One of the self-help exam books doing the rounds is our Prime Minister Narendra Modi's "Exam Warriors" by Penguin Publications. I'm not a great fan of self help books, but this one surely got me interested. True to his quintessential style of conveying messages through one liners and on the lines of his monthly "Man ki Baat",  Prime Minister Narendra Modi delves into what an exam actually means and how to deal with it and master it without losing your mind. Well, the book does not give out any magic mantra as there is none, but it's in the understanding and internalizing everyday common sense wisdom that we are aware of but seldom take it seriously or put it to practice. Starting with comparing exams to festivals as both involve preparations to their run-ups, thereby making it celebration-worthy, the author presents simple ideas on how one's approach to exams must be - from the awareness of "how exams test only your current preparation and not you" to "not being only exam oriented but pursuing knowledge' or "developing your own style and method for your own exam' or "be wise and revise" ...where he in fact gives a blueprint for how to compose a mind map of a particular topic in syllabus (which really helped us!), or how cultivating simple exam discipline matters, and finally how to be grateful to all the people (known and unknown) who help you through this phase, from parents and teachers to even the subordinate school staff like bus  drivers, ayaahs, or the shopkeeper who sells you stationery.....(Frankly, how many of our kids think of thanking the school sub-ordinate staff?) Replete with catchy phrases ( "Don't be a worrier be a warrior", "It's cheap to cheat" , "The Present is God's greatest present, live here and now"," Aspire not to be but to do"), suitable illustrations and with colourful tear-aways including thank you cards for kids to use, the book also leaves you with a few Yogasanas and Breathing techniques to relax your way through exams!!  So exams are just one of many challenges in life......all the best!!!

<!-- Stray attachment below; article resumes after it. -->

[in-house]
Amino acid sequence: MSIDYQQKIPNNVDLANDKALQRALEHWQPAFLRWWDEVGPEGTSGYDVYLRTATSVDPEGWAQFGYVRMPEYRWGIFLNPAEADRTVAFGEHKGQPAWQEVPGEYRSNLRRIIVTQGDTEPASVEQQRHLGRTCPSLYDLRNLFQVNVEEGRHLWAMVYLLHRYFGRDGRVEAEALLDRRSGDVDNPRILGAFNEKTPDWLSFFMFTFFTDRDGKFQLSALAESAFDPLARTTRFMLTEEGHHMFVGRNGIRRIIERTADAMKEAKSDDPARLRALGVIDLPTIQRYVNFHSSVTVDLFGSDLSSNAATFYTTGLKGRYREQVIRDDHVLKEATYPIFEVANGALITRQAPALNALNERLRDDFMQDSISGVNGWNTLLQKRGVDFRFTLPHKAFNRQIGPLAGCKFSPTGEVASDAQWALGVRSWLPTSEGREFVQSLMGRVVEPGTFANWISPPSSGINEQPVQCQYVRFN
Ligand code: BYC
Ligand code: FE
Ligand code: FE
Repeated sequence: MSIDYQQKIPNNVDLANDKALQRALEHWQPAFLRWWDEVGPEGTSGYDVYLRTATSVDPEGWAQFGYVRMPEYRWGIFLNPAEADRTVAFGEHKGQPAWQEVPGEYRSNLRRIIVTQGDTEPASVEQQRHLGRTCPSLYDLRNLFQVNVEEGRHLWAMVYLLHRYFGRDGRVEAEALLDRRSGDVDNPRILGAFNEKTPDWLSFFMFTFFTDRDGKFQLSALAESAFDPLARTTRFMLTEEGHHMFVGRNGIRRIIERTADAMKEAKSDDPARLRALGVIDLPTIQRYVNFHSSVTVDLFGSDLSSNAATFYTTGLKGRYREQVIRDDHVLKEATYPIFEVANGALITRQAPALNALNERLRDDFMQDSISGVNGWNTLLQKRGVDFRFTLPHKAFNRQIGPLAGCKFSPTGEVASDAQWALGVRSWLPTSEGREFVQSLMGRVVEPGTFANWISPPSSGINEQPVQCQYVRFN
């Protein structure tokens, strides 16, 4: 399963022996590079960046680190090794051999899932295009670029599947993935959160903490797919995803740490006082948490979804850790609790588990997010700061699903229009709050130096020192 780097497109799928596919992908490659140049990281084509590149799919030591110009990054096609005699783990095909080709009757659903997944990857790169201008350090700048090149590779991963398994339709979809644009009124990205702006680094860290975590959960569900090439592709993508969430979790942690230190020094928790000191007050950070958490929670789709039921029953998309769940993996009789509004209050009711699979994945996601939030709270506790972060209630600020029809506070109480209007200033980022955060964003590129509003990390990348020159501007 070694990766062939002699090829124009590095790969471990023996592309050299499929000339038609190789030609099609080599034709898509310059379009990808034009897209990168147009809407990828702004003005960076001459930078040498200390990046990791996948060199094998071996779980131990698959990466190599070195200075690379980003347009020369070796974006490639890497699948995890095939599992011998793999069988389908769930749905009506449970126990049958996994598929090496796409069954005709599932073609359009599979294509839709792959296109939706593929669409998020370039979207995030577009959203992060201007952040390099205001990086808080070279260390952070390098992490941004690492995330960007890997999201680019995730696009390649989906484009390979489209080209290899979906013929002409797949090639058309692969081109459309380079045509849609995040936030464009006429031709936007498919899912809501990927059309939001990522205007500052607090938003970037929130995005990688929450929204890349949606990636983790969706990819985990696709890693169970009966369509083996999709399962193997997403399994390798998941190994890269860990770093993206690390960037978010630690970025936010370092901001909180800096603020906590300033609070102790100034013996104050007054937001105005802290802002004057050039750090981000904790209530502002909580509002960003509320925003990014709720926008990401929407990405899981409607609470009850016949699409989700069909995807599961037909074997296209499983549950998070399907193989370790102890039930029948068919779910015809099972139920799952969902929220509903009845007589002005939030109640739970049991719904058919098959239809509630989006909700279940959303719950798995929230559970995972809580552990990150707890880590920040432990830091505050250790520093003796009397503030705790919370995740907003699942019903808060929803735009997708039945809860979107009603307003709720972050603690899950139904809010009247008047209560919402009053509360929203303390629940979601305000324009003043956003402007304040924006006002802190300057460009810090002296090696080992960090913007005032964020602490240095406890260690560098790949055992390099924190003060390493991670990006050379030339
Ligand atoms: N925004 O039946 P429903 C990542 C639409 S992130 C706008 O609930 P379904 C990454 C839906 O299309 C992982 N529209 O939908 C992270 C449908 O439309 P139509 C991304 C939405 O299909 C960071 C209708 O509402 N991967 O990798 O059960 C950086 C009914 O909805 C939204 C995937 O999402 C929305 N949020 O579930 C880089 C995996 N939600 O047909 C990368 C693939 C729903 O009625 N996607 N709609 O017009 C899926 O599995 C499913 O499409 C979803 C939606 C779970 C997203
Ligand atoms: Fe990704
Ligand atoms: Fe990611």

Friday, March 9, 2018

Good night stories for Rebel Girls!

Much has been said about Frances McDermont's acceptance speech after winning the Oscar for best actress, being a  powerful tribute to gender equality and woman empowerment.  But apart from her thought provoking mention of  "inclusion rider" (a clause that is sought to be included in all artists' contracts promoting diversity in hiring on film sets), she thanked her husband and her son, whom she claimed to have been well raised by their feminist mothers, who value themselves, each other and those around them!